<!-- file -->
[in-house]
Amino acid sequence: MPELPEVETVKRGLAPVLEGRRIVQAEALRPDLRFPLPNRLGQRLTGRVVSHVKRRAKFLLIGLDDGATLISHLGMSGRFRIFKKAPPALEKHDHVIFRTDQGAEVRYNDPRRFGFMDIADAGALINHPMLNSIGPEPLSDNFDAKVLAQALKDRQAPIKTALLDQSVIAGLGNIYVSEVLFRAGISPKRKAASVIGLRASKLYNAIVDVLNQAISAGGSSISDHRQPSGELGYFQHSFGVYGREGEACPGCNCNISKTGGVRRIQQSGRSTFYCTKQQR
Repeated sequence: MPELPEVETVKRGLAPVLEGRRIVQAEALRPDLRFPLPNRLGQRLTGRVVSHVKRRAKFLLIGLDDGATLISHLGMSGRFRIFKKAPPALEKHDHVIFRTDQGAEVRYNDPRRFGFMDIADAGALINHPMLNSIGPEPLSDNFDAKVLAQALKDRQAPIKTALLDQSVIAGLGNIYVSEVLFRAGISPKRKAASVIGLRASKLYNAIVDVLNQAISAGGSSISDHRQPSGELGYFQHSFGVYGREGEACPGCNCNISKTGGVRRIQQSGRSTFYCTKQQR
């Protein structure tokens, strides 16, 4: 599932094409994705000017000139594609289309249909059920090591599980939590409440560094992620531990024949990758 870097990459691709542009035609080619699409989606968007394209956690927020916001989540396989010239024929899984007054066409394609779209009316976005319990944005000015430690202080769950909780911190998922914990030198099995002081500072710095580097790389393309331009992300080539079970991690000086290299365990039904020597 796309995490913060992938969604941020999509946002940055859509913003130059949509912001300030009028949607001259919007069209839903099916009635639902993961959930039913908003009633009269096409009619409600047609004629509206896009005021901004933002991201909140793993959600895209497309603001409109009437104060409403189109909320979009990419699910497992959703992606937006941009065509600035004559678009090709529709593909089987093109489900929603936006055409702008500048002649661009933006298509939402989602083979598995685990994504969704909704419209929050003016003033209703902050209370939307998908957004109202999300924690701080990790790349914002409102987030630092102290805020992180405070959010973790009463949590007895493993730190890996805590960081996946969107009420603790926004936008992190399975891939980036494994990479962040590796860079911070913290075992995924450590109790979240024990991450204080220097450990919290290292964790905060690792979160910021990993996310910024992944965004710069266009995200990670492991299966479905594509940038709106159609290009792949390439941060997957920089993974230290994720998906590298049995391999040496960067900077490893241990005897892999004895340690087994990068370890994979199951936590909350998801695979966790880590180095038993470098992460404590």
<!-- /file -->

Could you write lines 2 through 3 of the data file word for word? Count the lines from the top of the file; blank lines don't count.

Amino acid sequence: MPELPEVETVKRGLAPVLEGRRIVQAEALRPDLRFPLPNRLGQRLTGRVVSHVKRRAKFLLIGLDDGATLISHLGMSGRFRIFKKAPPALEKHDHVIFRTDQGAEVRYNDPRRFGFMDIADAGALINHPMLNSIGPEPLSDNFDAKVLAQALKDRQAPIKTALLDQSVIAGLGNIYVSEVLFRAGISPKRKAASVIGLRASKLYNAIVDVLNQAISAGGSSISDHRQPSGELGYFQHSFGVYGREGEACPGCNCNISKTGGVRRIQQSGRSTFYCTKQQR
Repeated sequence: MPELPEVETVKRGLAPVLEGRRIVQAEALRPDLRFPLPNRLGQRLTGRVVSHVKRRAKFLLIGLDDGATLISHLGMSGRFRIFKKAPPALEKHDHVIFRTDQGAEVRYNDPRRFGFMDIADAGALINHPMLNSIGPEPLSDNFDAKVLAQALKDRQAPIKTALLDQSVIAGLGNIYVSEVLFRAGISPKRKAASVIGLRASKLYNAIVDVLNQAISAGGSSISDHRQPSGELGYFQHSFGVYGREGEACPGCNCNISKTGGVRRIQQSGRSTFYCTKQQR